What are digital video’s functions? How can those functions be best facilitated in the field of Shakespeare studies when the disciplinary boundary between text and performance is blurred by virtual performative texts? This article surveys the state of global Shakespeare and analyses the implications of digital video in scholarly and pedagogic practice.
This course examines the history of virtue in the context of the expanding global economy from the Renaissance to the early twentieth century. The course follows the growth of the European economy from the Italian Peninsula in the sixteenth century to the Dutch Republic in the seventeenth century, the development of colonial and worldwide economies in the eighteenth century, and the process of industrialization in the nineteenth century. It tracks the changing understandings of virtue and commerce through the writings of leading theorists of the day, including James Harrington, Bernard Mandeville, Montesquieu, Jean-Jacques Rousseau, and Max Weber.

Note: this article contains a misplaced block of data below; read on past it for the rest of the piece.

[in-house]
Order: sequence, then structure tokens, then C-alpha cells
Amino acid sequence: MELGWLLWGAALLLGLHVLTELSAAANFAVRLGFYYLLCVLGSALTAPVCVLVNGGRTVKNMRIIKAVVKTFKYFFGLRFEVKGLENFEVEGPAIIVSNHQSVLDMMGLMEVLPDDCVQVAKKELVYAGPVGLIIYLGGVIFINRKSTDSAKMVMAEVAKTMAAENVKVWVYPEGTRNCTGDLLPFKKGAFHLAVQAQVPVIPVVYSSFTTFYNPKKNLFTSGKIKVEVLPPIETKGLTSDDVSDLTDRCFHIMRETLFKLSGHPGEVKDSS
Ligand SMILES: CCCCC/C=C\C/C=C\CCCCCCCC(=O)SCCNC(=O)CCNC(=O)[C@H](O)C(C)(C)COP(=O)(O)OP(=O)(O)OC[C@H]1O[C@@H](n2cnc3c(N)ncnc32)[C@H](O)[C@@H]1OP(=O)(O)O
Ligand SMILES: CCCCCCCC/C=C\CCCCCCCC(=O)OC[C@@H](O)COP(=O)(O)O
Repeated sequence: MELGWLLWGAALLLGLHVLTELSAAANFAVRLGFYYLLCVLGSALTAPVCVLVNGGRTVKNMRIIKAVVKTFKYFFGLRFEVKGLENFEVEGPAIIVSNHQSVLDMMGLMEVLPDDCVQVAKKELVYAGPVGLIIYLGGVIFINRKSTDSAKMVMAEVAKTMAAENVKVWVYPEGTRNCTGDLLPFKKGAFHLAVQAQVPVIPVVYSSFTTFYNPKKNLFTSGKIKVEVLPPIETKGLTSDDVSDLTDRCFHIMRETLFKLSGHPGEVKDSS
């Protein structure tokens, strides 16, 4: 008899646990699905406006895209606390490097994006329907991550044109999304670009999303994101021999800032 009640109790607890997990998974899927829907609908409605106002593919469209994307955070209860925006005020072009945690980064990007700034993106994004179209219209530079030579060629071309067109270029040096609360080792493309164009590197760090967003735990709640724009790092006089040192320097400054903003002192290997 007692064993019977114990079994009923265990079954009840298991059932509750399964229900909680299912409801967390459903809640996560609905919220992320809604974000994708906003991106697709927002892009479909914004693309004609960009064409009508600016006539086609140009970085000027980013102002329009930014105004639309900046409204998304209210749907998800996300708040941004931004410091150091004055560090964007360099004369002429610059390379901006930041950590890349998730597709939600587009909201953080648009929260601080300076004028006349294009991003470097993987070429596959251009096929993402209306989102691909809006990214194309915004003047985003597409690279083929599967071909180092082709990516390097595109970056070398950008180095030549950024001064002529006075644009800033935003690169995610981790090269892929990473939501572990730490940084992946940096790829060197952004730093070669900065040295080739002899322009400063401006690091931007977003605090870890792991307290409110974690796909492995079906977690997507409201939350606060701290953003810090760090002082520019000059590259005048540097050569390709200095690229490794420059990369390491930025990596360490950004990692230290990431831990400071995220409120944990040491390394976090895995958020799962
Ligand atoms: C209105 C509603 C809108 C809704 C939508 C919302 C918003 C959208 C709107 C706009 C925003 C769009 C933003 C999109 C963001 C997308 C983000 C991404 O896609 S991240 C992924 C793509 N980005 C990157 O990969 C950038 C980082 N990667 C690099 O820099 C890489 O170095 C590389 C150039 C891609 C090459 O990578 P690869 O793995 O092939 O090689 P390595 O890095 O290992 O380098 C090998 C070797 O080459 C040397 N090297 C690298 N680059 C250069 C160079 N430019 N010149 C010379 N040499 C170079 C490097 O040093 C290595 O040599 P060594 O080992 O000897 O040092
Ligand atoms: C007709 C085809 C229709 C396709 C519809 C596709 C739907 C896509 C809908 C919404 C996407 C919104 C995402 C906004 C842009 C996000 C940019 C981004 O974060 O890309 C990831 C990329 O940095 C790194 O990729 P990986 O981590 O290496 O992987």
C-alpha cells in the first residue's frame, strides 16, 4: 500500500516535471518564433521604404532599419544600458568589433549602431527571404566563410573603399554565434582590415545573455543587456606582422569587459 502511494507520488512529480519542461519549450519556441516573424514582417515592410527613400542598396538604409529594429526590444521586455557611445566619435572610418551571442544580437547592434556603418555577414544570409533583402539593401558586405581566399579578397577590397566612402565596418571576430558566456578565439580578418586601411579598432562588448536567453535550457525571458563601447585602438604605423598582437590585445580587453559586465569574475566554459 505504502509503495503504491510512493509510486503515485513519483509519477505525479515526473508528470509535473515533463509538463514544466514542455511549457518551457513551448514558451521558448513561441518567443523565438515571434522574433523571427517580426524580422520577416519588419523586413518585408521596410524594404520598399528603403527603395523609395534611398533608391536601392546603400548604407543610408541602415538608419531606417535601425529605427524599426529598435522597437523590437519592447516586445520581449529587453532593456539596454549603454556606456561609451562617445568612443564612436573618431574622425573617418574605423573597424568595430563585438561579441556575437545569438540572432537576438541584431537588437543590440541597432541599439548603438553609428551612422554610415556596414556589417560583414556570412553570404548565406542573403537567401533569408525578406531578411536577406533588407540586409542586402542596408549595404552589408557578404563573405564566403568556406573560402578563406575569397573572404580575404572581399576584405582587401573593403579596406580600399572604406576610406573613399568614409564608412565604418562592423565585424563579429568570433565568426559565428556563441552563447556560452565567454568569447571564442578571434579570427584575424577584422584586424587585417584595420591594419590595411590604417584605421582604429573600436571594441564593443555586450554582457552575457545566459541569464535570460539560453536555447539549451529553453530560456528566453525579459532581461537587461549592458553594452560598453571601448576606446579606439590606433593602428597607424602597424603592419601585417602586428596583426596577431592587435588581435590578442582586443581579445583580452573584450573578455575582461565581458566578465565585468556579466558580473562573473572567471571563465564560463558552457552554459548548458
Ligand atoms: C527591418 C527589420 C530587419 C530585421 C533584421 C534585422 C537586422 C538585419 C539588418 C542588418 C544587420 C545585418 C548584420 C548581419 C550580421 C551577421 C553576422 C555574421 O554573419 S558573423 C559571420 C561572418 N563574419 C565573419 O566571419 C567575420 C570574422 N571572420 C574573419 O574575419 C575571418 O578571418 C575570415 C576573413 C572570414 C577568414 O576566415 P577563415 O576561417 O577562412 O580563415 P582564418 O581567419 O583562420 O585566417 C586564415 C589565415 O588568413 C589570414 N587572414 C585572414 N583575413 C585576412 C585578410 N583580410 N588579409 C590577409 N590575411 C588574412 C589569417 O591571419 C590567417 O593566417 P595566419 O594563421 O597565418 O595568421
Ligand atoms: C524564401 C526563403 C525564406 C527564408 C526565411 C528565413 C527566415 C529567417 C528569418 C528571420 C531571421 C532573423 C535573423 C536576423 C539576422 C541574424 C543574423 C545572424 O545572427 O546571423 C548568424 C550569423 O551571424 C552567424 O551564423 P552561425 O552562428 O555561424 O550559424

This is the abstract of a paper presented at the 9th European Shakespeare Research Association Congress, July 27–30, 2017, University of Gdańsk, Poland (Panel 10: “National Repositories of Shakespeare Translations: (Dis)assembling the Black Box”).
The article begins with current research in world literature studies, translation and transculturation and then turns to world literatures that engaged with liberalism, liberalization, and, more recently, neoliberalism. It interrogates the connections between liberalism as open-mindedness, tolerance of diversity, individualism, and equality; liberalization as technological modernization and the opening up of cultures; and neoliberalism as the prioritizing of market over other values. With examples from world-historical literatures from China, Europe, India, Latin America, and the Middle East, it considers engagement with western liberalisms and modernization and some recent conflicts between liberalism and neoliberalism. The article is an exercise in comparative political-economic languages and how we might think about literature’s global circulation under interdependent but uneven conditions of development.